By Simon Miller

The Securities and Exchange Commission (SEC) has approved two proposals to address extraordinary volatility in individual securities and the broader US stock market.

The first establishes a 'limit up-limit down' mechanism that will replace existing single-stock circuit breakers that were being piloted after the flash crash.

The proposal works by preventing trades in individual exchange-listed stocks from occurring outside of a specified price band.

The second initiative updates existing market-wide circuit breakers that when triggered, halt trading in all exchange-listed securities throughout the US markets.

The existing market-wide circuit breakers were adopted in October 1988 and have been triggered only once, in 1997. The changes lower the percentage-decline threshold for triggering a market-wide trading halt and shorten the amount of time that trading is halted.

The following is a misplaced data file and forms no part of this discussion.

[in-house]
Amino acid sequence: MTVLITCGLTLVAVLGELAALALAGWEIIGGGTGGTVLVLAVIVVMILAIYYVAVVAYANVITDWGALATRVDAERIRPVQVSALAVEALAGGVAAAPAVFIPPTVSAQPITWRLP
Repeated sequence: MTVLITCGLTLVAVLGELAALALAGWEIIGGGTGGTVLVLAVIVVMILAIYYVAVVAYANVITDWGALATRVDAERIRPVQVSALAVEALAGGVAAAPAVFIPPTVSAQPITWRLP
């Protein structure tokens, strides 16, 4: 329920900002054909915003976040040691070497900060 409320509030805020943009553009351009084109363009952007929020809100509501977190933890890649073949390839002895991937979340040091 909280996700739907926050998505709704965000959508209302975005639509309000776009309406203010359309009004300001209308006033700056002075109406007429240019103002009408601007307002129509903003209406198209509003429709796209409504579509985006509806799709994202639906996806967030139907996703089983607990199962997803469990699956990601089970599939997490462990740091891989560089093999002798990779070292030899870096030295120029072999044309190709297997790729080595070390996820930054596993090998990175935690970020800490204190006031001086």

The exchanges and the Financial Industry Regulatory Authority (FINRA) will implement these changes by 4 February, 2013 on a one-year pilot during which they will be assessed to consider any further modifications.

“The initiatives we approved are the product of a significant effort to devise a sophisticated, yet workable and effective way to protect our markets from excessive volatility," said SEC chairman Mary Schapiro.

“In today’s complex electronic markets, we need an automated and appropriately calibrated way to pause or limit trading if prices move too far too fast. The Commission, along with the exchanges and FINRA, will be closely monitoring the operation of the new limit up-limit down and market-wide circuit breaker processes during the pilot period to make sure any rules approved on a permanent basis are as effective as they can be," she added.

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